Federal Reserve Chairman Jerome Powell on Wednesday said digital innovation in the financial sector is here to stay and with it, new regulations will need to be created.
“Novel technology like distributed ledger and decentralized finance have the potential to improve efficiency of the payment system and encourage a more competitive financial landscape,” Powell said, speaking on a panel at the Bank of International Settlements Innovation Summit on central bank digital currencies, or CBDCs.
The Fed hasn’t made a decision on whether to pursue a CBDC yet, Powell said, though it’s collaborating with other central banks on CBDCs, addressing frictions in international payments, and finding consensus on some principles. Central banks will need to coordinate on technology to ensure the proper transfer of monetary policy and payments within the global financial system.
Additionally, the Fed will likely collaborate with other central banks on other areas of crypto and financial innovation, including stablecoins, the chairman said, noting that financial regulations haven’t been built for cryptocurrencies and CBDCs and that new changes and even new rules will be needed.
Powell added that the Fed is looking at addressing regulatory gaps around digital assets and how they will work in the banking system.
“There are also potential financial stability concerns for some products,” Powell said. “In particular, we don’t know how some digital products will behave in times of market stress, which could lead to large destabilizing flows, nor do we know how stresses in crypto markets could potentially spill over into the traditional finance system.”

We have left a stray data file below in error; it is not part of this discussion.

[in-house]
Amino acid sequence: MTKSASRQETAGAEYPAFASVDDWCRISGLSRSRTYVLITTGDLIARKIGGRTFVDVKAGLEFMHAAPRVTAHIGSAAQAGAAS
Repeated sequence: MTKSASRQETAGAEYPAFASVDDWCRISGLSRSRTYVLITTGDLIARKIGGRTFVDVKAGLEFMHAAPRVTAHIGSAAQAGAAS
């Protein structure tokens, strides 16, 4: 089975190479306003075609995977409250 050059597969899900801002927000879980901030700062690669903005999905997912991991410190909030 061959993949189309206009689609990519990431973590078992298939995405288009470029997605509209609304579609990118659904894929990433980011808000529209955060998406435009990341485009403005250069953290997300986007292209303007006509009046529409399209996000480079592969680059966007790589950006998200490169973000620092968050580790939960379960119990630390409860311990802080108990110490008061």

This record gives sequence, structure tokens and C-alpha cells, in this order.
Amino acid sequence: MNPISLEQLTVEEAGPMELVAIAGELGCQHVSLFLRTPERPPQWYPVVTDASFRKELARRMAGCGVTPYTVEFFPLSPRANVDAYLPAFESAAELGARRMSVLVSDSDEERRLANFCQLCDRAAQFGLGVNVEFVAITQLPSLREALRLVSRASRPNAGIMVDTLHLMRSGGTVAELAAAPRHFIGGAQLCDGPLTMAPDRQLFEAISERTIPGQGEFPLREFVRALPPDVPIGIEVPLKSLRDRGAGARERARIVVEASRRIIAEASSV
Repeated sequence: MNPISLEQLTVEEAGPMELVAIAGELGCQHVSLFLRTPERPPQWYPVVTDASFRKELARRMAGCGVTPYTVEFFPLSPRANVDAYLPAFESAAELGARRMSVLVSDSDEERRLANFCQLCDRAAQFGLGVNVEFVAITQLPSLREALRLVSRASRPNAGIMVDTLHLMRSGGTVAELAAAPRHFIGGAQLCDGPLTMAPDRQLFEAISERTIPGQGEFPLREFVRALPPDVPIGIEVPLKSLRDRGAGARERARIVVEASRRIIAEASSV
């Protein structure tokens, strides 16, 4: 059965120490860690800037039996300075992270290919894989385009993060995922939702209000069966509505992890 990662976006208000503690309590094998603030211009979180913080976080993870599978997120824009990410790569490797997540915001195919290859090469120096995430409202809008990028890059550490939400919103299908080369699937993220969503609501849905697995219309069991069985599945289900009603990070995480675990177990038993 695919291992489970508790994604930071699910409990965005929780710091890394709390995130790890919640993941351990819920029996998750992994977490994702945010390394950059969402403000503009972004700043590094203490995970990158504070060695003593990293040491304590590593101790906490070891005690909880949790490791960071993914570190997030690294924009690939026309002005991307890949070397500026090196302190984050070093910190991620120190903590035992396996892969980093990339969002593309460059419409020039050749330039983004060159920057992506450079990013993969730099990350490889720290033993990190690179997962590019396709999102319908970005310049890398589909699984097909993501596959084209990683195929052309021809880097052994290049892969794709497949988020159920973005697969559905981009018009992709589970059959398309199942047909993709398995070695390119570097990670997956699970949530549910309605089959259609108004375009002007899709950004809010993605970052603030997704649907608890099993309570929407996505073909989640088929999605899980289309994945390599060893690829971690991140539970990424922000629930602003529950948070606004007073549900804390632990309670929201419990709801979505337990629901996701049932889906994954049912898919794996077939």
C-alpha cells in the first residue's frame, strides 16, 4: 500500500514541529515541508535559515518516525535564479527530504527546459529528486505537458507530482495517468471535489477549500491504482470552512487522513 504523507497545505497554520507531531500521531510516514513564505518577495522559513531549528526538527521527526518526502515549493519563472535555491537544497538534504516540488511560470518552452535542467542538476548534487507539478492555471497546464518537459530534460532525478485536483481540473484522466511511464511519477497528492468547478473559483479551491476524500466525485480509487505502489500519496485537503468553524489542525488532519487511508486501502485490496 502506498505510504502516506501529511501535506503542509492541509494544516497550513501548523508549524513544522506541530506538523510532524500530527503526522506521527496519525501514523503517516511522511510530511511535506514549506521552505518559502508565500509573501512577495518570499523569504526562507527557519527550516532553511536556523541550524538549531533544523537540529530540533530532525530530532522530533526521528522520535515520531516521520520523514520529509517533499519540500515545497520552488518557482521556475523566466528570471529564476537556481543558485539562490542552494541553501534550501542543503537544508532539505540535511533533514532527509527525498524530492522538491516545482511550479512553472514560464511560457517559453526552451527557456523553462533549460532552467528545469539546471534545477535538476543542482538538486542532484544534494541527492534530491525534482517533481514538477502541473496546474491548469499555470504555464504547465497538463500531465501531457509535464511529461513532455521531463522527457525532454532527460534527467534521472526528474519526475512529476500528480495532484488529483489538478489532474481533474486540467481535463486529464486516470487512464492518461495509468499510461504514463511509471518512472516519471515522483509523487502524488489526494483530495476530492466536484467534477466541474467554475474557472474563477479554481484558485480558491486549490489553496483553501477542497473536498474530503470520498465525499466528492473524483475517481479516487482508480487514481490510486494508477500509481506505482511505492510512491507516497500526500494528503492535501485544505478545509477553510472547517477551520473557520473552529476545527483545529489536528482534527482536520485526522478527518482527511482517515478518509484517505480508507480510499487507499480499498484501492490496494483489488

Powell’s comments come after the central bank released a white paper earlier this year on the pros and cons of a CBDC and after President Biden signed an executive order earlier this month tasking various agencies with studying a CBDC and digital assets.
As part of the executive order, the U.S. Treasury is leading a report on a CBDC, in consultation with the Departments of Justice, State, Commerce, Homeland Security, Office of Management and Budget and Director of National Intelligence, to analyze whether a digital dollar is sound policy for the U.S. to pursue.
Powell stressed Wednesday that a CBDC would need to ensure users’ privacy and protect against money laundering and other illicit activity. A CBDC would need to integrate into the private sector and leverage the private sector’s ability to innovate. He also sees a CBDC as needing to be a widely accessible payment for all transactions that can be transmitted seamlessly.
“This order … will complement the Fed’s ongoing work with CBDC,” Powell said. “It doesn’t focus on any particular aspect, but tries to take a holistic look at the digital financial landscape. That is very welcome.”